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Stephen Lloyd

Scansoft v Nikon Scan

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As my 2017 digitising project starts to grow legs and already into 2018 my trusty Coolscan 4000, fresh from a service, is performing wonders. Except with the odd Kodachrome. I know the later 5000 was better with Kodachrome but buying one is not going to happen. So I looked at the much lauded Scansoft software which at about £350 is not cheap. Before I post a couple of screen zooms has anyone else tried this or similar combination?

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Have you looked into Vuescan? Considerably cheaper and very good software.

 

Hope this helps

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I have used Vuescan since 2004 - it's excellent, much cheaper than Scansoft, supports a massive number of scanners and is kept up to date by the author Ed Hamrick  http://www.hamrick.com/

I have no financial interest ! I've scneed about 6000 negs using nothing else

Good Luck

John

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In what way is the 5000 better for Kodachrome? 

 

As far as I know, the only scanner that will do ICE on Kodachrome is the 9000 (and possibly the 8000?). The 5000 certainly doesn't.

 

In terms of image quality, what you need is an IT8 target for Kodachrome which will greatly improve the colour rendition. I don't know if you can use these with all scanning software but you certainly can with Vuescan, for which I also add my "+1". I bought my IT8 target from Lasersoft for use with Vuescan and a Nikon 5000 and it vastly improved the results, though you will probably still need to do some colour balance adjustments in Photoshop.

 

Alan

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I found that having ICE turned OFF, using Nikon Scan software on an Nikonscan 8000, resulted in a sharper image.

 
The last scan I made was in 2005. I started copying using a digital camera and a macro lens after that. I got better results. Just as sharp as with ICE OFF on the scanner, but with a higher dynamic range.
 
If ICE is off on the scanner, then the cleanup is the same for either method.

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In what way is the 5000 better for Kodachrome?

 

As far as I know, the only scanner that will do ICE on Kodachrome is the 9000 (and possibly the 8000?). The 5000 certainly doesn't.

 

In terms of image quality, what you need is an IT8 target for Kodachrome which will greatly improve the colour rendition. I don't know if you can use these with all scanning software but you certainly can with Vuescan, for which I also add my "+1". I bought my IT8 target from Lasersoft for use with Vuescan and a Nikon 5000 and it vastly improved the results, though you will probably still need to do some colour balance adjustments in Photoshop.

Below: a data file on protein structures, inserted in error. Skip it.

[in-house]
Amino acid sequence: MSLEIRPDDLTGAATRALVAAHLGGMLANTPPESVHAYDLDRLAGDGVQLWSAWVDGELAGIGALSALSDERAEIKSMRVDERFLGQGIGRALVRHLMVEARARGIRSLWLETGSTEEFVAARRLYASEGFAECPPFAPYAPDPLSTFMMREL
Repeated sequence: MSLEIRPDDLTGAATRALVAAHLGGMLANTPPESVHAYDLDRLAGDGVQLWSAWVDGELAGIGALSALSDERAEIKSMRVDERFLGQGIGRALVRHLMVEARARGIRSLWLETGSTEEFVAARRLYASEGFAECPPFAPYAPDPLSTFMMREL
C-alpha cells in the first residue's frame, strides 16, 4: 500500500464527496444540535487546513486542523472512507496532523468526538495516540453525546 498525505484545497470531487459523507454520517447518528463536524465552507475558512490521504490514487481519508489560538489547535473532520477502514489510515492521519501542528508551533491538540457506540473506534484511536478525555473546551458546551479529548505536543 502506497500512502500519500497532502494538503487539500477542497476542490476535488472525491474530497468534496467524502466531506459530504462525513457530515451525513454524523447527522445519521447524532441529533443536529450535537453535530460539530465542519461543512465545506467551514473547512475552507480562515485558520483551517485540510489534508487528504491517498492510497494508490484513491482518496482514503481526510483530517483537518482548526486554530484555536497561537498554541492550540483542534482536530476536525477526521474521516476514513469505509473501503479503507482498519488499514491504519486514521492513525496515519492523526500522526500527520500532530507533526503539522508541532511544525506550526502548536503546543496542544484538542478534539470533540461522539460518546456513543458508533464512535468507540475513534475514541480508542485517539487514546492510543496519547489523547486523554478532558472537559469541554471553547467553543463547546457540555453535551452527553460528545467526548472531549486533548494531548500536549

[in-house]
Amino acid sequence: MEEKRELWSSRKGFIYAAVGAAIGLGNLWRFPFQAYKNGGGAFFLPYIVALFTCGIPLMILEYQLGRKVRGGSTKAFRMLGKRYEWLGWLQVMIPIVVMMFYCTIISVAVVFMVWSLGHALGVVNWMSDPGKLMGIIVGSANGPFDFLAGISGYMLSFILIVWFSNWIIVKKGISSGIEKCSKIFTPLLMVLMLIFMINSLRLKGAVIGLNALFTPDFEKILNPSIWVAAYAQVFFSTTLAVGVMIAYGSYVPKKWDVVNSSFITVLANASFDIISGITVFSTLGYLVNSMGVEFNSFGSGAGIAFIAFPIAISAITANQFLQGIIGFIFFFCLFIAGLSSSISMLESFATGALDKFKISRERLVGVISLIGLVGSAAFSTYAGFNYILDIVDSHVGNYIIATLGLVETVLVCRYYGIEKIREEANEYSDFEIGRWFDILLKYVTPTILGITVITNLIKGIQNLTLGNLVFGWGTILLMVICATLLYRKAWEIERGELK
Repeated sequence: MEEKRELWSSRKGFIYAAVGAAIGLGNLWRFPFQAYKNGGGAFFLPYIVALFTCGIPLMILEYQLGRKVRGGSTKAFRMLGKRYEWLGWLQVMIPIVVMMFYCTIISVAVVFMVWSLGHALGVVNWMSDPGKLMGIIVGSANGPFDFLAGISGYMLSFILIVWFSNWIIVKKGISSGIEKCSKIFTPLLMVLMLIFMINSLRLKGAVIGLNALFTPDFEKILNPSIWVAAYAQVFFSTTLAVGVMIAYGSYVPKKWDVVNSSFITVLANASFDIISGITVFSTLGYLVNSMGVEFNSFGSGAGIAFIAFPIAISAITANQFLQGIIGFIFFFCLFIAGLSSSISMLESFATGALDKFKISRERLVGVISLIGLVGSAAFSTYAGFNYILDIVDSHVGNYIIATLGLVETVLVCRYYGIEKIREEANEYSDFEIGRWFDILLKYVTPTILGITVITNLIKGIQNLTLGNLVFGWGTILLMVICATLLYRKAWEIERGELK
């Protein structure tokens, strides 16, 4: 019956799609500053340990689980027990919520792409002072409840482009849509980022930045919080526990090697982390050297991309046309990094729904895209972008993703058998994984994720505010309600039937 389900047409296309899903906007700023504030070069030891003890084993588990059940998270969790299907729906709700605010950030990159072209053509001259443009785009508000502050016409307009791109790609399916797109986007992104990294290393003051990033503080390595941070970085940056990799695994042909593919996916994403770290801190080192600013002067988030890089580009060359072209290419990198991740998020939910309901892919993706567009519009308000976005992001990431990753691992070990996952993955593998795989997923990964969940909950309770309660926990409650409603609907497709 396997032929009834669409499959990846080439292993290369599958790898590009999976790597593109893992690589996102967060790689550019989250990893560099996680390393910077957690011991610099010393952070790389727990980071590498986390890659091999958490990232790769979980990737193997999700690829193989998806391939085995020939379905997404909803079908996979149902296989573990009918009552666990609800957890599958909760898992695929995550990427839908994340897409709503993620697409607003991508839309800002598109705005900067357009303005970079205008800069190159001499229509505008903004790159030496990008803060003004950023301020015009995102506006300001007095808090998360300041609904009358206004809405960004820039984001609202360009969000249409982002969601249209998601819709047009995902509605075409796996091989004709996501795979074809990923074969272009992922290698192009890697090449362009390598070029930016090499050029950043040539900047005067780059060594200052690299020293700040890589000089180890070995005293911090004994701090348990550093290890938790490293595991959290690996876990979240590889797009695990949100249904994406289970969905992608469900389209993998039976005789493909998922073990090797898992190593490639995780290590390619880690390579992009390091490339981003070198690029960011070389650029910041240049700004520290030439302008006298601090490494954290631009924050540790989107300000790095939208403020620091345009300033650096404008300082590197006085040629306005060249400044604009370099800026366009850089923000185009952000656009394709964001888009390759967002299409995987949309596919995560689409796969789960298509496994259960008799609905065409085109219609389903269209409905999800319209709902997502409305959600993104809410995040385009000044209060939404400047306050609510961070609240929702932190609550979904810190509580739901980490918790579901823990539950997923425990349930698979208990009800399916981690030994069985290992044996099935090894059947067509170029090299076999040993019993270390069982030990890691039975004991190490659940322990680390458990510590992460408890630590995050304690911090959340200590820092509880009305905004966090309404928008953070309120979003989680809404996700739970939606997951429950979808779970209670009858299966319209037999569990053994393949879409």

Alan

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Nice to see a familiar name.

 

I thought the 5000 was sold on greater ICE etc for Kodachrome and USB. The firewire only of the 4000 in 2017 is limiting.

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Nice to see a familiar name.

 

I thought the 5000 was sold on greater ICE etc for Kodachrome and USB. The firewire only of the 4000 in 2017 is limiting.

 

You too. My team is doing a little better than yours though... ;)

 

I wasn't aware of any marketing that suggested the 5000 was better for Kodachrome, and having owned both a 4000 and a 5000 I can't see any difference in that respect. The problem is that most ICE works by detecting dust that lies outside the plane of the emulsion layer. But Kodachrome is a multi-layer emulsion, which makes that impossible. I've tried dust removal with VueScan (and I think in the early days with NikonScan though I ditched that fairly quickly) and it introduces unpleasant artefacts - perhaps not very noticeable at web-size resolutions but definitely at higher resolutions.

 

Alan

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The important difference between a 4000 and a 5000 is that the 5000 collects the dust data (using an IR beam) at the same pass as the normal scan. So there's no difference between the scans because of film popping or stretching because of heat.

 

wim

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